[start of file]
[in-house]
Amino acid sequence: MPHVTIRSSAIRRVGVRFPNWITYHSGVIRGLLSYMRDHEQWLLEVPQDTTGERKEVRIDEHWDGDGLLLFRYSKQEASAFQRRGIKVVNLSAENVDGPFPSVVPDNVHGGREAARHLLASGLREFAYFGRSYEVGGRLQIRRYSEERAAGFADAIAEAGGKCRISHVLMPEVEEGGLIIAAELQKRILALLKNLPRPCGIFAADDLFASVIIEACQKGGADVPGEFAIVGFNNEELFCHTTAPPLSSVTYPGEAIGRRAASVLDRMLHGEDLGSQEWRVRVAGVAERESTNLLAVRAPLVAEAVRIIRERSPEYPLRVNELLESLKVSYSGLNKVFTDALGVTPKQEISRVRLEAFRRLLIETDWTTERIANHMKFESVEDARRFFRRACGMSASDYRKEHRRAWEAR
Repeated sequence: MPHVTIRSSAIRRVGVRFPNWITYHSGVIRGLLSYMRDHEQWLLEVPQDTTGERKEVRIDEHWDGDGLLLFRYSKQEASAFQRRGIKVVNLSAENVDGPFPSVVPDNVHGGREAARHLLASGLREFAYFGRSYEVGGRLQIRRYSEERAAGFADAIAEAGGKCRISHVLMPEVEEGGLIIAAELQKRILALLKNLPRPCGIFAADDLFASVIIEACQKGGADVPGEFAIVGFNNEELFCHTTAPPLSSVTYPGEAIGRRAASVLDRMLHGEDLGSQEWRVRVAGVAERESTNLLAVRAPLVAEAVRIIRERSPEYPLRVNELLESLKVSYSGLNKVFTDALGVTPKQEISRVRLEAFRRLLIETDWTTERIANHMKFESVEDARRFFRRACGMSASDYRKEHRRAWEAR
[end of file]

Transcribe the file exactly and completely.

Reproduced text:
[in-house]
Amino acid sequence: MPHVTIRSSAIRRVGVRFPNWITYHSGVIRGLLSYMRDHEQWLLEVPQDTTGERKEVRIDEHWDGDGLLLFRYSKQEASAFQRRGIKVVNLSAENVDGPFPSVVPDNVHGGREAARHLLASGLREFAYFGRSYEVGGRLQIRRYSEERAAGFADAIAEAGGKCRISHVLMPEVEEGGLIIAAELQKRILALLKNLPRPCGIFAADDLFASVIIEACQKGGADVPGEFAIVGFNNEELFCHTTAPPLSSVTYPGEAIGRRAASVLDRMLHGEDLGSQEWRVRVAGVAERESTNLLAVRAPLVAEAVRIIRERSPEYPLRVNELLESLKVSYSGLNKVFTDALGVTPKQEISRVRLEAFRRLLIETDWTTERIANHMKFESVEDARRFFRRACGMSASDYRKEHRRAWEAR
Repeated sequence: MPHVTIRSSAIRRVGVRFPNWITYHSGVIRGLLSYMRDHEQWLLEVPQDTTGERKEVRIDEHWDGDGLLLFRYSKQEASAFQRRGIKVVNLSAENVDGPFPSVVPDNVHGGREAARHLLASGLREFAYFGRSYEVGGRLQIRRYSEERAAGFADAIAEAGGKCRISHVLMPEVEEGGLIIAAELQKRILALLKNLPRPCGIFAADDLFASVIIEACQKGGADVPGEFAIVGFNNEELFCHTTAPPLSSVTYPGEAIGRRAASVLDRMLHGEDLGSQEWRVRVAGVAERESTNLLAVRAPLVAEAVRIIRERSPEYPLRVNELLESLKVSYSGLNKVFTDALGVTPKQEISRVRLEAFRRLLIETDWTTERIANHMKFESVEDARRFFRRACGMSASDYRKEHRRAWEAR